Eviction ban’s end could leave millions baking in heat waves

By Ariel Wittenberg | 07/28/2021 12:33 PM EST

Austun Wilde rested with her two dogs, Bird Is the Wurd and Fenrir, at a cooling center in the Oregon Convention Center on June 27 in Portland, Ore., amid record-breaking heat across the Northwest. Nathan Howard/Getty Images

Faced with the possibility of displacement after a national eviction moratorium ends this weekend, Oregonian tenants are worried about the weather — specifically, the extreme heat and wildfire smoke baking the state.

“People are terrified,” said Kim McCarty, executive director of the Community Alliance of Tenants, a tenant-rights organization based in Oregon. “Housing is one of the mainstays that protects people’s health, and as soon as you are without a home, you are more exposed to diseases like COVID, you are more exposed to heat, and you are more exposed to poor air quality.”

The Centers for Disease Control and Prevention has extended its eviction moratorium, put in place at the height of the pandemic to prevent the coronavirus from spreading by ensuring that people had stable housing without crowding, multiple times. But the CDC has indicated that the current July 31 expiration date is final, and that the agency would likely be vulnerable in legal challenges if the order continued.

That leaves 125,000 Oregon households at risk of eviction next month, according to estimates from Portland State University. Nationwide, millions more Americans are vulnerable.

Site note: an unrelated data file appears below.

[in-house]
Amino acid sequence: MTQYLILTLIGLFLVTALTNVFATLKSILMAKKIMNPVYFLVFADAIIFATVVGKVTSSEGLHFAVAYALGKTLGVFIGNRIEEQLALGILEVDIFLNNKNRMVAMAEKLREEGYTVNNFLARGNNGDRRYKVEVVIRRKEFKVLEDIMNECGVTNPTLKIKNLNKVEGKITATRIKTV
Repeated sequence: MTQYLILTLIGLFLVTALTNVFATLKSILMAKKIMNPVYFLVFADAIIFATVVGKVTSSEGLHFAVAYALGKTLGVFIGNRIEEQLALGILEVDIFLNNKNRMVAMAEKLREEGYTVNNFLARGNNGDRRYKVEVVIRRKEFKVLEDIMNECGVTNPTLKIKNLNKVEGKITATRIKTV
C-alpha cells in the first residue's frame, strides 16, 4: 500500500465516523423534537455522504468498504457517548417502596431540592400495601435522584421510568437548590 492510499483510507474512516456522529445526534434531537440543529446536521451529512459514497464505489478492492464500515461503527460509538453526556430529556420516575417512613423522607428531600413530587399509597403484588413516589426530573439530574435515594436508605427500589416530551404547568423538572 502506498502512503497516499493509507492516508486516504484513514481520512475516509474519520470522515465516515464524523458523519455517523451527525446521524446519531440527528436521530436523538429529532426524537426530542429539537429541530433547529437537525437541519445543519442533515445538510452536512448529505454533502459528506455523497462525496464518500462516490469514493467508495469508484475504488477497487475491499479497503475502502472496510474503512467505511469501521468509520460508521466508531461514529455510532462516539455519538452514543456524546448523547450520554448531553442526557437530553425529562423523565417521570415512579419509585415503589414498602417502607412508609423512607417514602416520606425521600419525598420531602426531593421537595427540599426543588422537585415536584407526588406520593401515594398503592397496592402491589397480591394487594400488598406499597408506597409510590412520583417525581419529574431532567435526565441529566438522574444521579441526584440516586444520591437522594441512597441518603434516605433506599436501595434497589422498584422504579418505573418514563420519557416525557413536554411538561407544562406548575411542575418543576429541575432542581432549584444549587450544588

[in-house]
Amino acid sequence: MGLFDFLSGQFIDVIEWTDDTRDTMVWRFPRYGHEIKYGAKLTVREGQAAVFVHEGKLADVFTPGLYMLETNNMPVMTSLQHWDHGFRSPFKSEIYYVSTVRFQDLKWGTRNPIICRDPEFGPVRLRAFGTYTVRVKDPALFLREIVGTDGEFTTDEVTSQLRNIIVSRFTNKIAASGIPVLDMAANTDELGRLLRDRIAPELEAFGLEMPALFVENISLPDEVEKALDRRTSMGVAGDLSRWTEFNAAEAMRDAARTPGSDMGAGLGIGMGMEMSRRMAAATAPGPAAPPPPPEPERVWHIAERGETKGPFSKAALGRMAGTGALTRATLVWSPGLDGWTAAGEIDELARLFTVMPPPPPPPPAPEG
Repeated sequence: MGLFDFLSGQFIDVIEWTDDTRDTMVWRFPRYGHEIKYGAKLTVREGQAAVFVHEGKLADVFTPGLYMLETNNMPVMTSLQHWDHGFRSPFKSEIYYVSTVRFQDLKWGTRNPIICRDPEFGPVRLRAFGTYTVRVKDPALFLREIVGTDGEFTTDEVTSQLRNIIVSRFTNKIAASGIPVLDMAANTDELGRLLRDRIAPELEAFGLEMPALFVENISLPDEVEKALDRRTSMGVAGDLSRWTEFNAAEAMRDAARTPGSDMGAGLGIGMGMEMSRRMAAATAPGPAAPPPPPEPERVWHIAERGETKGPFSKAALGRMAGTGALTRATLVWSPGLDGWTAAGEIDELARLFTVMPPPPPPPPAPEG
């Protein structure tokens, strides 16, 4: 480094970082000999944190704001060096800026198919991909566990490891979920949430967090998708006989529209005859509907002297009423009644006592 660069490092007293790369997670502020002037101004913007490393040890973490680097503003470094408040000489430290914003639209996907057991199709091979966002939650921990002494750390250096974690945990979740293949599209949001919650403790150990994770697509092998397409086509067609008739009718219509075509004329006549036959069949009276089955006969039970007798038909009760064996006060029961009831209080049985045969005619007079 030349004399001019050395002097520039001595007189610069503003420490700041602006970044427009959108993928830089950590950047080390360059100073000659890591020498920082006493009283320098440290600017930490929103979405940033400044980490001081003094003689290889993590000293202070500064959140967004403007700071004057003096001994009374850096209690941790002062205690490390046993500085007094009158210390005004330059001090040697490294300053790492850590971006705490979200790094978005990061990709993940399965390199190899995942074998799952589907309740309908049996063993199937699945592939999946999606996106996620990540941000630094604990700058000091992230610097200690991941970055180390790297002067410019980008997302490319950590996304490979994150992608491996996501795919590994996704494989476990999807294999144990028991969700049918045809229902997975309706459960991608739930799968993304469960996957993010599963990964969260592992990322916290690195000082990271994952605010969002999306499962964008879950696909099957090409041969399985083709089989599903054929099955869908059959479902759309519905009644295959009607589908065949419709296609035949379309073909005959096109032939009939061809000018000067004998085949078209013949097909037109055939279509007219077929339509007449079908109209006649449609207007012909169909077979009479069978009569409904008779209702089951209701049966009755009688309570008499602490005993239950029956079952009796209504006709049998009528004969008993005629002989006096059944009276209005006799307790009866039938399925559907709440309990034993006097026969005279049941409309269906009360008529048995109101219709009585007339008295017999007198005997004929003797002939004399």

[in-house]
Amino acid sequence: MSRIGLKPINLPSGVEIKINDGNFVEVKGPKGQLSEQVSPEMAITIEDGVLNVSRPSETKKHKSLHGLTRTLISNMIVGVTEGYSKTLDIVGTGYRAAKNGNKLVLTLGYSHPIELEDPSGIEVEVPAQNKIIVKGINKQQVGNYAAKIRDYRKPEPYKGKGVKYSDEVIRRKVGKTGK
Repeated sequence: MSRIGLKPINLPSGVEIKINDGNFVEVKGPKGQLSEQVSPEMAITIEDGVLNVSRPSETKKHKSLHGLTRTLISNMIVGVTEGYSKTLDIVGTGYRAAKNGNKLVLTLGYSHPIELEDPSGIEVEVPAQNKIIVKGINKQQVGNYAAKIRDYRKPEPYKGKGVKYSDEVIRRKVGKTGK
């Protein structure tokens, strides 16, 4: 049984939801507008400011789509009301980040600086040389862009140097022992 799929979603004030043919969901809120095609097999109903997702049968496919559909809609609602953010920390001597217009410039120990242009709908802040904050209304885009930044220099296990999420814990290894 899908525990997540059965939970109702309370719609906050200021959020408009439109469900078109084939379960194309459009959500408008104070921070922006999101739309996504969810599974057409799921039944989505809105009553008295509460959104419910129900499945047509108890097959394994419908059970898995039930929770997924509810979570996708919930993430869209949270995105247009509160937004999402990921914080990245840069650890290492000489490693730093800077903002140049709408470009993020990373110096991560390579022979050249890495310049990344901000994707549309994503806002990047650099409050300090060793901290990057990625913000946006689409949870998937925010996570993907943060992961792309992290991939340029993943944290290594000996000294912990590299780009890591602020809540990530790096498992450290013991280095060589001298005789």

As the threat of eviction looms nationwide, so, too, do environmental threats driven by climate change. This week alone, a heat dome is currently baking much of the nation, while wildfires on the West Coast have sent unhealthy air pollution across the continent to Maine and New England.

“The background of climate change doesn’t disappear when the moratorium lifts,” said Aaron Bernstein, interim director of the Center for Climate, Health and the Global Environment at the Harvard T.H. Chan School of Public Health. “Evicted people everywhere are potentially going to be in dangerous places.”

What exactly happens when the moratorium is lifted could be complicated.

Congress allocated $46 billion to help renters pay off debts, but the success of state and municipal efforts in doling out those funds varies. A handful of states and some cities have extended their own eviction moratoriums past July while they distribute the rent relief funds, but millions of tenants will still be left with no protections.

Experts fear a wave of evictions and displacement in the coming weeks, with 7 million households telling the Census Bureau’s Household Pulse Survey that they were behind on rent, 3 million of which fear eviction as a result.